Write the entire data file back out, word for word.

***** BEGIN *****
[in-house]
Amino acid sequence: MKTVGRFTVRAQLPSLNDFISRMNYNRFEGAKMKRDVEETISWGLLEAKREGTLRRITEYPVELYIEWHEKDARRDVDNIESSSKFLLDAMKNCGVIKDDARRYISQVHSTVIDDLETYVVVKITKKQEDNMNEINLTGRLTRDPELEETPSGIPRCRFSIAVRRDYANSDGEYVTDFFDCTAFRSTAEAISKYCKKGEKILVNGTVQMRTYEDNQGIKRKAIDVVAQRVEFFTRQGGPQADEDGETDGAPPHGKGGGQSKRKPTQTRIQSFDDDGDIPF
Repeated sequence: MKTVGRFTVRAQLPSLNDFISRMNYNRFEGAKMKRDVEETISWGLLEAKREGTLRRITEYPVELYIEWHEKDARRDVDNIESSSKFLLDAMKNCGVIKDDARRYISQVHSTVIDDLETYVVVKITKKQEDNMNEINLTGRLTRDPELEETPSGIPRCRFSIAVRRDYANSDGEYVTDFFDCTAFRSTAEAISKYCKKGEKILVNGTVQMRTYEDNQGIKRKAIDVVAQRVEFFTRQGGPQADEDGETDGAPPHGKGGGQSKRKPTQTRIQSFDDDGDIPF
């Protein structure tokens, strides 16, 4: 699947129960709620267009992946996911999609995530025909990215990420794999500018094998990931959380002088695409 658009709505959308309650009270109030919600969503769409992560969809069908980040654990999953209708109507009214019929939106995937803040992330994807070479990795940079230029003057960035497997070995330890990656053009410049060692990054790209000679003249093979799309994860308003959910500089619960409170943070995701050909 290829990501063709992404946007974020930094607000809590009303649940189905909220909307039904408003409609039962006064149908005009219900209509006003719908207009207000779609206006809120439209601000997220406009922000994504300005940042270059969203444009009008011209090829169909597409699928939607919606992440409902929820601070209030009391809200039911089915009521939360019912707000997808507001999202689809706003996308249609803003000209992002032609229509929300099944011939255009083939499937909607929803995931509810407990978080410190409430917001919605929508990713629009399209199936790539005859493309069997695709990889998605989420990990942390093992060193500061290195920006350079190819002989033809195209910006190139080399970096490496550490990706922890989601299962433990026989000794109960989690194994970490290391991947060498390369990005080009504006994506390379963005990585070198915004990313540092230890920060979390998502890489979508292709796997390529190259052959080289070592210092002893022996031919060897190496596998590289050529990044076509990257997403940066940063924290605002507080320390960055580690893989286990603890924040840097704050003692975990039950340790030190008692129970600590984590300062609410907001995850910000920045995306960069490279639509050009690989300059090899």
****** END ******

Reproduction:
[in-house]
Amino acid sequence: MKTVGRFTVRAQLPSLNDFISRMNYNRFEGAKMKRDVEETISWGLLEAKREGTLRRITEYPVELYIEWHEKDARRDVDNIESSSKFLLDAMKNCGVIKDDARRYISQVHSTVIDDLETYVVVKITKKQEDNMNEINLTGRLTRDPELEETPSGIPRCRFSIAVRRDYANSDGEYVTDFFDCTAFRSTAEAISKYCKKGEKILVNGTVQMRTYEDNQGIKRKAIDVVAQRVEFFTRQGGPQADEDGETDGAPPHGKGGGQSKRKPTQTRIQSFDDDGDIPF
Repeated sequence: MKTVGRFTVRAQLPSLNDFISRMNYNRFEGAKMKRDVEETISWGLLEAKREGTLRRITEYPVELYIEWHEKDARRDVDNIESSSKFLLDAMKNCGVIKDDARRYISQVHSTVIDDLETYVVVKITKKQEDNMNEINLTGRLTRDPELEETPSGIPRCRFSIAVRRDYANSDGEYVTDFFDCTAFRSTAEAISKYCKKGEKILVNGTVQMRTYEDNQGIKRKAIDVVAQRVEFFTRQGGPQADEDGETDGAPPHGKGGGQSKRKPTQTRIQSFDDDGDIPF
């Protein structure tokens, strides 16, 4: 699947129960709620267009992946996911999609995530025909990215990420794999500018094998990931959380002088695409 658009709505959308309650009270109030919600969503769409992560969809069908980040654990999953209708109507009214019929939106995937803040992330994807070479990795940079230029003057960035497997070995330890990656053009410049060692990054790209000679003249093979799309994860308003959910500089619960409170943070995701050909 290829990501063709992404946007974020930094607000809590009303649940189905909220909307039904408003409609039962006064149908005009219900209509006003719908207009207000779609206006809120439209601000997220406009922000994504300005940042270059969203444009009008011209090829169909597409699928939607919606992440409902929820601070209030009391809200039911089915009521939360019912707000997808507001999202689809706003996308249609803003000209992002032609229509929300099944011939255009083939499937909607929803995931509810407990978080410190409430917001919605929508990713629009399209199936790539005859493309069997695709990889998605989420990990942390093992060193500061290195920006350079190819002989033809195209910006190139080399970096490496550490990706922890989601299962433990026989000794109960989690194994970490290391991947060498390369990005080009504006994506390379963005990585070198915004990313540092230890920060979390998502890489979508292709796997390529190259052959080289070592210092002893022996031919060897190496596998590289050529990044076509990257997403940066940063924290605002507080320390960055580690893989286990603890924040840097704050003692975990039950340790030190008692129970600590984590300062609410907001995850910000920045995306960069490279639509050009690989300059090899």